After finishing art school in 2005, illustrator and artist Mary Purdie had a less than glamorous introduction to the world of being a professional designer. While struggling to find her place in the art community, she frequently found herself doubting her abilities and wondering if she had made a mistake. It was only after taking her career into her own hands and creating her own space in the form of an Instagram account, an Etsy shop, and a website that she found her groove with her hilarious, satirical and sometimes painfully true illustrations.
While she draws her inspiration from her experiences as a woman and pop-culture references, the recent election has inspired her to take her power as an artist to access people’s opinions and challenge them to do something about it. Here is our interview with the powerful, clever, and inspirational artist:
Kinsey Litton: Did you ever have a moment where you second-guessed your chosen career as an artist?
Mary Purdie: Oh my god – several years in a row. Especially after college. I did pretty well in school: I was well received by my professors, I got good grades, and I think I was just validated a lot in college. And then after school ended it seemed like a lot of my peers ended up with really good jobs. My best friend got a job at the Gap, another ex-roommate of mine got a job at Mattel. And I was working for a production company making movie posters. But my boss was paying me under the table and not giving me enough hours. I ended up working at a health food store at the juice bar and just wondering to myself – why did i go to art school? No one will hire me. I really lost my way. It really took the wind out of my sails. And then I met my husband, who is a designer as well. We started collaborating and working on pieces together. And I kind of learned that I’m not a designer, I’m an illustrator. It really took me a while to figure that out. Very few people get settled in their careers straight out of college. I went to school for design and I was in so much student debt and I was working at a grocery store – who wouldn’t feel like a failure? Looking back I wish I could tell my younger self, “quit feeling sorry for yourself. Get back up. Find your passion. Keep working at what you’re good at. And if you’re not good at it – GET good at it”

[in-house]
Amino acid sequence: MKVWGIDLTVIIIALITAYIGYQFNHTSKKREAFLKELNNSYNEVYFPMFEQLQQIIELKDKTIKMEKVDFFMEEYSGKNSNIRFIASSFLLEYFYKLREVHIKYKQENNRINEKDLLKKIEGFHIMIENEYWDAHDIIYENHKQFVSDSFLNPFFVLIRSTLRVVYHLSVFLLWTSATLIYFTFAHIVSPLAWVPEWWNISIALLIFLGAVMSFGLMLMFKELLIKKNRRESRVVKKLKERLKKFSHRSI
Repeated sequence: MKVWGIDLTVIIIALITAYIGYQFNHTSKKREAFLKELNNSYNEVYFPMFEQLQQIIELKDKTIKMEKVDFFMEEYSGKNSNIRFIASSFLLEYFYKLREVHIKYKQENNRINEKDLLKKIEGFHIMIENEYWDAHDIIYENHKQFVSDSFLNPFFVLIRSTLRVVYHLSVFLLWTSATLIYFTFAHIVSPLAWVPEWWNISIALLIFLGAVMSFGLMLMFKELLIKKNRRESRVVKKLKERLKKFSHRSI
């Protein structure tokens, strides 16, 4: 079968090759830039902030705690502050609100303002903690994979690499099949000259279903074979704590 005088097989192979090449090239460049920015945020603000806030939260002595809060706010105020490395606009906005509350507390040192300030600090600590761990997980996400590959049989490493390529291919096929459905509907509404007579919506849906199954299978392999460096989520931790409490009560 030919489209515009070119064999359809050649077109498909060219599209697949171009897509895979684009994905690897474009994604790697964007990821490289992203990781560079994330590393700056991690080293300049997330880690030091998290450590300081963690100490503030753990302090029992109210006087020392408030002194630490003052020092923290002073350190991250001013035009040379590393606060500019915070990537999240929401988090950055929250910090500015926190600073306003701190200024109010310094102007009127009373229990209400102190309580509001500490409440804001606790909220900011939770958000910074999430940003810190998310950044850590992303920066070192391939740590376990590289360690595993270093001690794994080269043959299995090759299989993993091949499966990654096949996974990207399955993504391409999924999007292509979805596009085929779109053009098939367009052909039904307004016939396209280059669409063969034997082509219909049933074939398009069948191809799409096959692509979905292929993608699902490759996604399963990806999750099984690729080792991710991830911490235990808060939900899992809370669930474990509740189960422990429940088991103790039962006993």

K.L: What is your greatest source of inspiration for your artwork?
M.P: Up until the recent election, I was all about pop culture and being a woman. Intertwining the two was my biggest source of inspiration. One of my friends said, “your art makes me proud to be a woman.” And that was the greatest compliment, because that’s what I want you to feel when you look at my art. TV shows, music, I am the biggest Beyonce fan. Or really whatever I’m going through. I’ll wake up and be like, “well, I got my period. What do I want to draw about?” I draw inspiration from anything around me and really my experiences as a woman. And then sometimes I’ll find a moment in pop culture that I can connect with that experience.. I call them “mashups.”
How has the current political climate affected your artwork?